The gameplay feels like a breath of fresh air for a genre that has been largely stagnant for the last decade. For the first time in a long while I found myself not referring to a dungeon-crawler as a Diablo clone. Rather than having hundreds of nearly identical clubs and swords that differ only in their stats, Bastion gives you a dozen weapons that each encourage their own style of play. There's a slow, powerful hammer for those that just want to smash stuff, an even slower mortar for players who want to plan their approach and rain destruction down from afar, and a war machete that unleashes a flurry of weak, very close range attacks and doubles as a throwing weapon. When you're under attack you can either block or roll to protect yourself. Blocking is effective against most of the smaller enemies, but relying too heavily on it can quickly get you surrounded by enemies. More capable players will instead use it only at the instant of the attack in order to unleash a powerful counterattack. Rolling away is very effective for avoiding damage, but finding a safe direction to roll in becomes more and more difficult as you traverse the narrow paths made of floating debris. The result of all this is that you end up with a dungeon-crawler whose combat relies more on timing and strategy over monotonous grinding. Rather than functioning as simply a means to an end the fighting feels rewarding in itself.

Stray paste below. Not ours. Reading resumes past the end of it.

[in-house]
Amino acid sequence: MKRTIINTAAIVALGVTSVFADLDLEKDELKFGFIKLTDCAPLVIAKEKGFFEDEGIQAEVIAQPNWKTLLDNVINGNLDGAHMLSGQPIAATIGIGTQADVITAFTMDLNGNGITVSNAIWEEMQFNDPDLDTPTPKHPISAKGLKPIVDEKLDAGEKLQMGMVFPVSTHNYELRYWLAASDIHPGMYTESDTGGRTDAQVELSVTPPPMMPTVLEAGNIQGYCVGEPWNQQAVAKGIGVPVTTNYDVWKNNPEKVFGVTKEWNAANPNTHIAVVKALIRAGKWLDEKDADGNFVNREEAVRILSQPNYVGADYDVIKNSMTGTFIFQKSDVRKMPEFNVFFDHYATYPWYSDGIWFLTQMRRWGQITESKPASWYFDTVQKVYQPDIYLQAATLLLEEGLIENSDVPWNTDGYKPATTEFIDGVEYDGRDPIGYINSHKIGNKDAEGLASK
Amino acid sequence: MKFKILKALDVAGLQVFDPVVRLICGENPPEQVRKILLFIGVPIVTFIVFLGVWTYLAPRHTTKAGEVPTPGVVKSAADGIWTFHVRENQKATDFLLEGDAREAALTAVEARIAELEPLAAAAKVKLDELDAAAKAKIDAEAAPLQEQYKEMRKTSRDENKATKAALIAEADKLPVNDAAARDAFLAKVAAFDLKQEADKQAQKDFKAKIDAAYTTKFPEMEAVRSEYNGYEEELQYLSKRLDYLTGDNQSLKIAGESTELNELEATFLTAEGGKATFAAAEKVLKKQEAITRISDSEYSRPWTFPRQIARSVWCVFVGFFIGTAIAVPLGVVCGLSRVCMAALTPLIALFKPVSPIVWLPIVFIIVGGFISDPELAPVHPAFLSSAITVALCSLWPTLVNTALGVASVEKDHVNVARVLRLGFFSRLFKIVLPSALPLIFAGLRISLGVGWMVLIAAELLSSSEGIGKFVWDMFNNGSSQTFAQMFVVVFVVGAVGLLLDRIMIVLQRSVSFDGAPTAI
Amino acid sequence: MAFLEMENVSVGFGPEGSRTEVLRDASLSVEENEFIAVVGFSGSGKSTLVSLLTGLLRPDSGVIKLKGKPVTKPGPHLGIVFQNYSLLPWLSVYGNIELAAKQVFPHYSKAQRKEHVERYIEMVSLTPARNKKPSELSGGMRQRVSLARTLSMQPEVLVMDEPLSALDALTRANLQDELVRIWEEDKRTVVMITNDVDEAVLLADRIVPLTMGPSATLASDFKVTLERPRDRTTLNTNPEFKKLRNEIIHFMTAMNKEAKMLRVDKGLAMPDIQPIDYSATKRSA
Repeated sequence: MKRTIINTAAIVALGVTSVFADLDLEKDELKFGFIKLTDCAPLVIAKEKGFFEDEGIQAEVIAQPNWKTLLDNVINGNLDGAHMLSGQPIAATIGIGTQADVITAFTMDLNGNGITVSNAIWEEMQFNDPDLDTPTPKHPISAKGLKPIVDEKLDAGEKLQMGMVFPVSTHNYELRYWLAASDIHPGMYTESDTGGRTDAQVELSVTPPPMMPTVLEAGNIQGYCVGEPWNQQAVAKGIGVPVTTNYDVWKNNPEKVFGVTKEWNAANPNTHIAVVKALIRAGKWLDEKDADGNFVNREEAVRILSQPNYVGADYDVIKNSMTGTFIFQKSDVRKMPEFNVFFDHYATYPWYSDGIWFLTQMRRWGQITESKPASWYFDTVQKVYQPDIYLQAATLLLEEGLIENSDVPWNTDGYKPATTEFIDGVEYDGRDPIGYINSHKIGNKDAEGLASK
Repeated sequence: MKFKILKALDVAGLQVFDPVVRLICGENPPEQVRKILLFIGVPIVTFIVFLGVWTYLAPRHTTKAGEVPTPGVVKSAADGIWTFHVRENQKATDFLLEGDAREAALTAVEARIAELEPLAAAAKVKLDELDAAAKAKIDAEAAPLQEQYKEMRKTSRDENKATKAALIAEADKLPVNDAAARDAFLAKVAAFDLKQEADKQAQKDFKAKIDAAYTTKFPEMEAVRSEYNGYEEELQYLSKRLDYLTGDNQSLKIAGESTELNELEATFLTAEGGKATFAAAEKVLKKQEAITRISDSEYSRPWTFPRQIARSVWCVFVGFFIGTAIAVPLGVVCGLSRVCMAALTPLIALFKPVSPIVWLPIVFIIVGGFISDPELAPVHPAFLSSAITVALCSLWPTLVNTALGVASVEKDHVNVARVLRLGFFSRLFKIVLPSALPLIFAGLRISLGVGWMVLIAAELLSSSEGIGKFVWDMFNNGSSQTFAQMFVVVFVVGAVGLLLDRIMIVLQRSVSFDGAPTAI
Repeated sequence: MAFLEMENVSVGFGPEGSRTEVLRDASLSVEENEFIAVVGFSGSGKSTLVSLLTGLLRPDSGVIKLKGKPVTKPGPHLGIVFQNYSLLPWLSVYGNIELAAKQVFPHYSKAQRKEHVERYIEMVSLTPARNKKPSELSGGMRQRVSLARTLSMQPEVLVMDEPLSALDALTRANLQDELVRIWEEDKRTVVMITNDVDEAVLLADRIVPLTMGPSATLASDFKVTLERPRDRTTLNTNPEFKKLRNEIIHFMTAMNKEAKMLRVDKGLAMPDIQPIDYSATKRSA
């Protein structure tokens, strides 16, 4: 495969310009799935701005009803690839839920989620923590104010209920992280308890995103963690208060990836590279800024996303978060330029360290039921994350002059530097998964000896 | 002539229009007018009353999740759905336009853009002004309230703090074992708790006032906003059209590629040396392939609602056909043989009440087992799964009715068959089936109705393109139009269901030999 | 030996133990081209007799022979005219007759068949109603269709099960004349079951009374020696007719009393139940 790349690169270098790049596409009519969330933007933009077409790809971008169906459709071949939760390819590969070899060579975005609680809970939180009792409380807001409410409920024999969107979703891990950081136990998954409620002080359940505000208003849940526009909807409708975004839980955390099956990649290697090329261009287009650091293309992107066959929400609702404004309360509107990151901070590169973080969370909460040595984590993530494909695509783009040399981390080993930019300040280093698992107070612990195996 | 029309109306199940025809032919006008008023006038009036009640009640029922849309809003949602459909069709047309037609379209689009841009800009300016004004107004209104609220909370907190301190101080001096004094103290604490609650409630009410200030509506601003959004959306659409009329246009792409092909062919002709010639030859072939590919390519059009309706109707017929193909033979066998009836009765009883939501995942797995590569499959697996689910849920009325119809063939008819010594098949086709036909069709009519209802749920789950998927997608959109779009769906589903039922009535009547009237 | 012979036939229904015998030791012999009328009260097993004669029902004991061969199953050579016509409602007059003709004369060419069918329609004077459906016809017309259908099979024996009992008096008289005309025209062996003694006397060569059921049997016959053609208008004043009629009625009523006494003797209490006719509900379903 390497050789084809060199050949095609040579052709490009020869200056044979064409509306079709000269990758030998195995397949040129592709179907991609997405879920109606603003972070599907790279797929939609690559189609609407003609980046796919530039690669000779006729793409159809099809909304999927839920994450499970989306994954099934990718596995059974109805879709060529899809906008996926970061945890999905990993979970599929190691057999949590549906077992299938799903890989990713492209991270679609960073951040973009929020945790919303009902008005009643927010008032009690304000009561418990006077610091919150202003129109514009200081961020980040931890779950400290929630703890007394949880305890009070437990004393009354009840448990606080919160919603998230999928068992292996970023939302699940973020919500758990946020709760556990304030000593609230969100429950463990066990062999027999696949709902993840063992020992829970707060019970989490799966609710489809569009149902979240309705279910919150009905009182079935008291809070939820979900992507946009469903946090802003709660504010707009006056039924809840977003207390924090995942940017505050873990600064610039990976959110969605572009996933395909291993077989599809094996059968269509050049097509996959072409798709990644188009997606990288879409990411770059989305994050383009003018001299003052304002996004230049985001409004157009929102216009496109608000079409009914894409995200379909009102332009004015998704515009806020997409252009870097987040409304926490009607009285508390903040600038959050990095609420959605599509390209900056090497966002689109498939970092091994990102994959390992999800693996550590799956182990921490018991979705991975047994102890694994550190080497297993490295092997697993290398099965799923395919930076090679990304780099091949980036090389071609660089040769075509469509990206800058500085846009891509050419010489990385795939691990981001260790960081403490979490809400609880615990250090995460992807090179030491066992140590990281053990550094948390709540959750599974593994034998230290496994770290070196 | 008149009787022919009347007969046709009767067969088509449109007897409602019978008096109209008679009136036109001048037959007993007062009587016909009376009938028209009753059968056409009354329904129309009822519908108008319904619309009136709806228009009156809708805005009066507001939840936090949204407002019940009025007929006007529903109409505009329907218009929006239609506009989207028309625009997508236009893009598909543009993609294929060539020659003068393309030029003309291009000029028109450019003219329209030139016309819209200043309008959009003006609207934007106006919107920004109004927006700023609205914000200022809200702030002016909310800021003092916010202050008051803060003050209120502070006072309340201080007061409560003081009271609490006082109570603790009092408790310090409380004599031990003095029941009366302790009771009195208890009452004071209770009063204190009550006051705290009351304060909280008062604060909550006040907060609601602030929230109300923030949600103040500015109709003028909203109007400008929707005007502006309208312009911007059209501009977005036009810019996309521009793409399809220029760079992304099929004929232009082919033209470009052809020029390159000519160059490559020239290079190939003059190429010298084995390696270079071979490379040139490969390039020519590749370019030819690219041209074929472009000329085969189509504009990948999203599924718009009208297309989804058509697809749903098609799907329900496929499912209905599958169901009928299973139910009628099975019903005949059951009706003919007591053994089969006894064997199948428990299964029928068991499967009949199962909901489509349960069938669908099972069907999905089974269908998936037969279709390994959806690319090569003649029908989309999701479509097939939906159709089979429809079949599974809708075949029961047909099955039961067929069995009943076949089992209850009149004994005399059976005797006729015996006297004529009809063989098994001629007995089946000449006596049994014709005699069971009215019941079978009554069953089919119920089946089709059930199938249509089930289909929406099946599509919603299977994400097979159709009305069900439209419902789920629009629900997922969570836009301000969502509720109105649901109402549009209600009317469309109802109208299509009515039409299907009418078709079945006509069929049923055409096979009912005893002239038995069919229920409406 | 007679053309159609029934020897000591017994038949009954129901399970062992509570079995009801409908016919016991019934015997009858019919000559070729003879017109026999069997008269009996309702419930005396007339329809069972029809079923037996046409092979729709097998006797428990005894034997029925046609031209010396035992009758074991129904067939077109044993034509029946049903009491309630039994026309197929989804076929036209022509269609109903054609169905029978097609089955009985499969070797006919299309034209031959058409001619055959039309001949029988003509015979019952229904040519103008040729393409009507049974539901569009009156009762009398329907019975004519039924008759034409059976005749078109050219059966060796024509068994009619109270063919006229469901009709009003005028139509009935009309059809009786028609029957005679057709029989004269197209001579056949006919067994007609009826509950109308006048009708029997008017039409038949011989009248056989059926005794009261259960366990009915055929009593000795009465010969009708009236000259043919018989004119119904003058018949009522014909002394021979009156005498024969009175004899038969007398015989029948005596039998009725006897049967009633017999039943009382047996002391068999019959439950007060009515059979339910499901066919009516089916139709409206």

The visuals are stunning, and clearly got more love than what you see in most AAA titles these days. The environments have been hand-painted and look beautiful. Characters and enemies are rendered in a cartoonish style that allows for quick identification while still leaving room for a lot of detail. Early screenshots made me worried that Bastion would be plagued by visual chaos, but once everything is moving it becomes very easy to tell what's going on. Did I make a cut scene's painting my desktop background for several weeks? Of course I did.